The U.S.S. Kearsarge is among 46 naval warships given permission to enter Costa Rican territorial waters between July 1 and December 31.
On July 1, Costa Rica’s legislative assembly approved a significant expansion of the U.S. counternarcotics presence in the country’s territorial waters. Members of the 57-seat legislature voted 31-8, with many opponents absent in an attempt to avoid a quorum, to allow U.S. Navy ships to dock and enter the country’s territorial waters to assist counternarcotics operations.
The United States and Costa Rica have operated since 1999 under a maritime counternarcotics agreement, whose text in Spanish is on the site of the U.S. embassy in San José. This agreement allows U.S. Coast Guard vessels, under a series of conditions, to carry out drug interdiction missions within Costa Rica’s territorial waters.
Since armyless Costa Rica lies along a drug trafficking route that is being used with increasing frequency, and since the Costa Rican police lack the personnel and equipment to detect and monitor trafficking, the 1999 agreement is not controversial. The new U.S. request, however, is different.
In a June 2, 2010 diplomatic note to the Costa Rican government – reproduced here in Spanish, from the Costa Rican congressional debate transcript (PDF) – the U.S. embassy asks Costa Rica to approve the possible entry into its territorial waters of a total of 46 naval warships over a six-month period (July 1-December 31, 2010). Taken together, these ships carry about 7,000 naval personnel and 200 helicopters.
Not all 46 are certain to come anywhere near Costa Rica. The diplomatic note reads, “The Embassy wishes to signal that not all of the indicated boats will visit Costa Rica, only those that need to make short visits.” Among the warships listed are:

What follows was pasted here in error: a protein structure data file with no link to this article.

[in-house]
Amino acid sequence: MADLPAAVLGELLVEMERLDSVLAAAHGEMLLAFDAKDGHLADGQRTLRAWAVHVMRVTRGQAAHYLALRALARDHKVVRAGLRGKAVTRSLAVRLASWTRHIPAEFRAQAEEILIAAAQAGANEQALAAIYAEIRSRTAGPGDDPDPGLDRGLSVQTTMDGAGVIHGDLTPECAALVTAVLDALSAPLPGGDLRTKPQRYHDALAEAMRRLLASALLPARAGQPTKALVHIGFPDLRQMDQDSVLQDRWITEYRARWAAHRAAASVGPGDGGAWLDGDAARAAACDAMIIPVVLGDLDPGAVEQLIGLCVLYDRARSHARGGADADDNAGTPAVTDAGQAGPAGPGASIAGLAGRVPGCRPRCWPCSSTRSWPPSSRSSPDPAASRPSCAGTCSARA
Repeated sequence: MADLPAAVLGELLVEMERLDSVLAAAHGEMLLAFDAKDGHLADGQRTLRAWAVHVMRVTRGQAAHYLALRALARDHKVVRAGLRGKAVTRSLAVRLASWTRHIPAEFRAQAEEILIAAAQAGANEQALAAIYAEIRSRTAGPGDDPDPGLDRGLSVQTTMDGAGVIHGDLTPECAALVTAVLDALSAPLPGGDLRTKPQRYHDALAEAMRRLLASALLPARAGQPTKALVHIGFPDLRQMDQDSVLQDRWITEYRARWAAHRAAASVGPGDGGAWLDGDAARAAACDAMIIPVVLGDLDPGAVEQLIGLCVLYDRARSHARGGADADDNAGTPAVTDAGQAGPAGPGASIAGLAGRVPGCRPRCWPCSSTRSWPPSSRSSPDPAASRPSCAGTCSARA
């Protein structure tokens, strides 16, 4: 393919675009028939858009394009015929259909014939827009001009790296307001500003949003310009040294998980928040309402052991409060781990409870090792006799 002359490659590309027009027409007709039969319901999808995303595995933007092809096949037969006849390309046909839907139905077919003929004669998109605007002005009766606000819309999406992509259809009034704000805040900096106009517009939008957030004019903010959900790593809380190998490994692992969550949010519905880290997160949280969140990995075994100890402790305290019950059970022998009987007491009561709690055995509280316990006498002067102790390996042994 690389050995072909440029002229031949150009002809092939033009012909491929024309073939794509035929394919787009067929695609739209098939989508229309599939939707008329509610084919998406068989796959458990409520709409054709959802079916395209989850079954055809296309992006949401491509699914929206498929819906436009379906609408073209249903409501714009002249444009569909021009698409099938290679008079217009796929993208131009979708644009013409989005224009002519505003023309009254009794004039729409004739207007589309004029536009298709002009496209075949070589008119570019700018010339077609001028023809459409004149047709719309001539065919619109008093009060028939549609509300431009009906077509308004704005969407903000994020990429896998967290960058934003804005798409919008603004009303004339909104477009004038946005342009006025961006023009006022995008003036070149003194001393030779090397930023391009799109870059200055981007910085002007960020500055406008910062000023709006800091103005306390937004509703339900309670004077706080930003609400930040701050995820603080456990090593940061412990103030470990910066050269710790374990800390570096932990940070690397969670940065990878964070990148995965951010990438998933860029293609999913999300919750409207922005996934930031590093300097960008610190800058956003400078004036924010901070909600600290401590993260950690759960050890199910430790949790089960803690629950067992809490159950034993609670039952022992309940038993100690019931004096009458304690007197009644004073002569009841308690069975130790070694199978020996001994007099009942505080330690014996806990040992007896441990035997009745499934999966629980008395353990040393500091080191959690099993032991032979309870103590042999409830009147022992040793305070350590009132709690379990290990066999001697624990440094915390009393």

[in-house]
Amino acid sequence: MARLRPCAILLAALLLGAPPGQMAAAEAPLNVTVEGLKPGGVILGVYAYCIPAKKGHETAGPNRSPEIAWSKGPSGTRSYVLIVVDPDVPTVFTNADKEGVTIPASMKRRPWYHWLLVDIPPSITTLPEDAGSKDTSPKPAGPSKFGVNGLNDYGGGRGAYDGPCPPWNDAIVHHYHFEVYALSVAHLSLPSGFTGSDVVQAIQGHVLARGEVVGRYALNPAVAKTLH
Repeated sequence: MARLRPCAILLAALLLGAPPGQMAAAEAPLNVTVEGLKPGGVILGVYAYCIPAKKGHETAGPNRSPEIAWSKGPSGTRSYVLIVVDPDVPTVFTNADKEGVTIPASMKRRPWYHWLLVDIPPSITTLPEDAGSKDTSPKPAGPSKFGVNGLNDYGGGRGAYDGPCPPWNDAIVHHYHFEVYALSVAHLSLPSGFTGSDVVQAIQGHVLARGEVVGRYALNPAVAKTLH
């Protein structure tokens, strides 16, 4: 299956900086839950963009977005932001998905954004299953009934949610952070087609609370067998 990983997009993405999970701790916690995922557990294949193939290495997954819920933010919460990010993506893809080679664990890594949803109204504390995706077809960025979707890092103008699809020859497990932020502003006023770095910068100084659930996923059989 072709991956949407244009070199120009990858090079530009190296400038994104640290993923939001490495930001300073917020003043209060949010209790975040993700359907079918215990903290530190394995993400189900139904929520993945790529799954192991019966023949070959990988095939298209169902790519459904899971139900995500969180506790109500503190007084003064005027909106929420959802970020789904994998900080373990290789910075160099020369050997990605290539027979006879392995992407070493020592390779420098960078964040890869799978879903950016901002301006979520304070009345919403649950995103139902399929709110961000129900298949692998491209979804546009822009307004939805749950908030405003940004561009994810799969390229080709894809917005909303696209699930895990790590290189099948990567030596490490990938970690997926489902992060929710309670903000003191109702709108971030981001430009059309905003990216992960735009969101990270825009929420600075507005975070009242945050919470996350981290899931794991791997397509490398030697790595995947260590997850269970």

- The U.S.S. Makin Island, a Wasp-class amphibious assault ship, 258 meters long with 102 officers, 1,449 enlisted men, 48 helicopters and 5 Harrier aircraft aboard.
- The U.S.S. Kearsarge, another Wasp-class amphibious assault ship, 257 meters long with 104 officers, 1,004 enlisted men, 48 helicopters and 5 Harrier aircraft aboard.
- The U.S.S. Swift, a high-speed catamaran currently paying visits to several ports of call in Central America and the Caribbean for subject-matter exchanges with local militaries.
- The USNS Comfort, a hospital ship, 270 meters long with 110 officers, 710 enlisted men and 73 civilians aboard.
The 1999 U.S.-Costa Rican counternarcotics cooperation agreement very specifically states that it allows the U.S. Coast Guard – defined in the agreement as “a police body” – to operate in Costa Rican waters. The U.S. government, however, is requesting the additional naval vessels “in support of” the Coast Guard’s anti-drug operations.
In order to comply with the letter of the 1999 agreement and classify their mission as “law enforcement,” these naval vessels would carry Coast Guard teams and fly the U.S. Coast Guard flag. The Navy personnel, however, “will enjoy freedom of movement and the right to carry out activities they consider necessary for the fulfilment of their mission, which includes wearing their uniforms while exercising official functions.”
While Costa Rica is concerned about the threat of narcotrafficking, whose related violence could damage its booming tourist industry, the U.S. warships’ prospective presence has generated vocal opposition. Since abolishing its armed forces in 1948, Costa Rica has prided itself on its tradition of demilitarization and peaceful conflict resolution.
“This gives a blank check to American troops,” said Costa Rican Congressman Luis Fishman, a supporter of the 1999 accord who led opposition to the new agreement. “The type of armament leads one to believe that these operations are more military in character, rather than for combatting narcotrafficking,” added opposition legislator Juan Carlos Mendoza. An online petition against the entry of U.S. naval vessels now has over 3,600 signatures.
Opposition leaders are threatening a constitutional challenge to the possible U.S. Navy deployments. They could prevail, as Costa Rican law tightly restricts the presence of foreign military personnel in the national territory. In the early 2000s, U.S.-Costa Rican negotiations to establish an International Law Enforcement Academy broke down when Costa Rica insisted that no military personnel participate as trainees or instructors. The ILEA now operates in El Salvador.
This initiative by the US strikes me as harmless, and the reaction based perhaps on CR’s experience with DEA cowboys, if not more ideological baggage.
Either way, the US has to get real to the fact that it needs to explain itself better to all parties, and not expect the red carpet rolled out anytime it wants to engage in (perhaps reasonable) anti-narcotics interdiction activities.